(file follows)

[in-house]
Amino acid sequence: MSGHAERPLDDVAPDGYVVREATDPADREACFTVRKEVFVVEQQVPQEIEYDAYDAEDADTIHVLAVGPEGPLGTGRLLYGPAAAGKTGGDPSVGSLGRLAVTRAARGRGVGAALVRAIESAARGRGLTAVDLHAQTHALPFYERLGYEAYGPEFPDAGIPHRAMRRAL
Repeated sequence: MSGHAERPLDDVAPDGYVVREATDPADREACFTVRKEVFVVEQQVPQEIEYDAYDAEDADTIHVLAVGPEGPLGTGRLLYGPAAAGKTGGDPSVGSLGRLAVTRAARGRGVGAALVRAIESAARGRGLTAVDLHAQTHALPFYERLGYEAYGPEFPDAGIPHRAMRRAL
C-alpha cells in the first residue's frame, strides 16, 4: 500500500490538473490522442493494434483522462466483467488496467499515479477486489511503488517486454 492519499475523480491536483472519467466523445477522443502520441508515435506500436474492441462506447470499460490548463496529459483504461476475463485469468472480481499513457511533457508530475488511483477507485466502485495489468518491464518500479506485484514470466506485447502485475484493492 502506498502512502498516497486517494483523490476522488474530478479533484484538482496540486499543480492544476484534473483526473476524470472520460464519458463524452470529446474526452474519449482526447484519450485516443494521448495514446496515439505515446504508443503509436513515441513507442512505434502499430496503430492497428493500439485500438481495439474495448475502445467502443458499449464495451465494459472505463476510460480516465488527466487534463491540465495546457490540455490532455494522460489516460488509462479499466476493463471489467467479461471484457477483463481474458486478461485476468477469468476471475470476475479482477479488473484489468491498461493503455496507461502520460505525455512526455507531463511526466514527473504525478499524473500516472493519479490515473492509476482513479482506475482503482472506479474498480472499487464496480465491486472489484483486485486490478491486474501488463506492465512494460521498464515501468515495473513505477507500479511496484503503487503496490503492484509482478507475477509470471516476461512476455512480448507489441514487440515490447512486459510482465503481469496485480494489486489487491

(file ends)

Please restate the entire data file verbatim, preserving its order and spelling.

[in-house]
Amino acid sequence: MSGHAERPLDDVAPDGYVVREATDPADREACFTVRKEVFVVEQQVPQEIEYDAYDAEDADTIHVLAVGPEGPLGTGRLLYGPAAAGKTGGDPSVGSLGRLAVTRAARGRGVGAALVRAIESAARGRGLTAVDLHAQTHALPFYERLGYEAYGPEFPDAGIPHRAMRRAL
Repeated sequence: MSGHAERPLDDVAPDGYVVREATDPADREACFTVRKEVFVVEQQVPQEIEYDAYDAEDADTIHVLAVGPEGPLGTGRLLYGPAAAGKTGGDPSVGSLGRLAVTRAARGRGVGAALVRAIESAARGRGLTAVDLHAQTHALPFYERLGYEAYGPEFPDAGIPHRAMRRAL
C-alpha cells in the first residue's frame, strides 16, 4: 500500500490538473490522442493494434483522462466483467488496467499515479477486489511503488517486454 492519499475523480491536483472519467466523445477522443502520441508515435506500436474492441462506447470499460490548463496529459483504461476475463485469468472480481499513457511533457508530475488511483477507485466502485495489468518491464518500479506485484514470466506485447502485475484493492 502506498502512502498516497486517494483523490476522488474530478479533484484538482496540486499543480492544476484534473483526473476524470472520460464519458463524452470529446474526452474519449482526447484519450485516443494521448495514446496515439505515446504508443503509436513515441513507442512505434502499430496503430492497428493500439485500438481495439474495448475502445467502443458499449464495451465494459472505463476510460480516465488527466487534463491540465495546457490540455490532455494522460489516460488509462479499466476493463471489467467479461471484457477483463481474458486478461485476468477469468476471475470476475479482477479488473484489468491498461493503455496507461502520460505525455512526455507531463511526466514527473504525478499524473500516472493519479490515473492509476482513479482506475482503482472506479474498480472499487464496480465491486472489484483486485486490478491486474501488463506492465512494460521498464515501468515495473513505477507500479511496484503503487503496490503492484509482478507475477509470471516476461512476455512480448507489441514487440515490447512486459510482465503481469496485480494489486489487491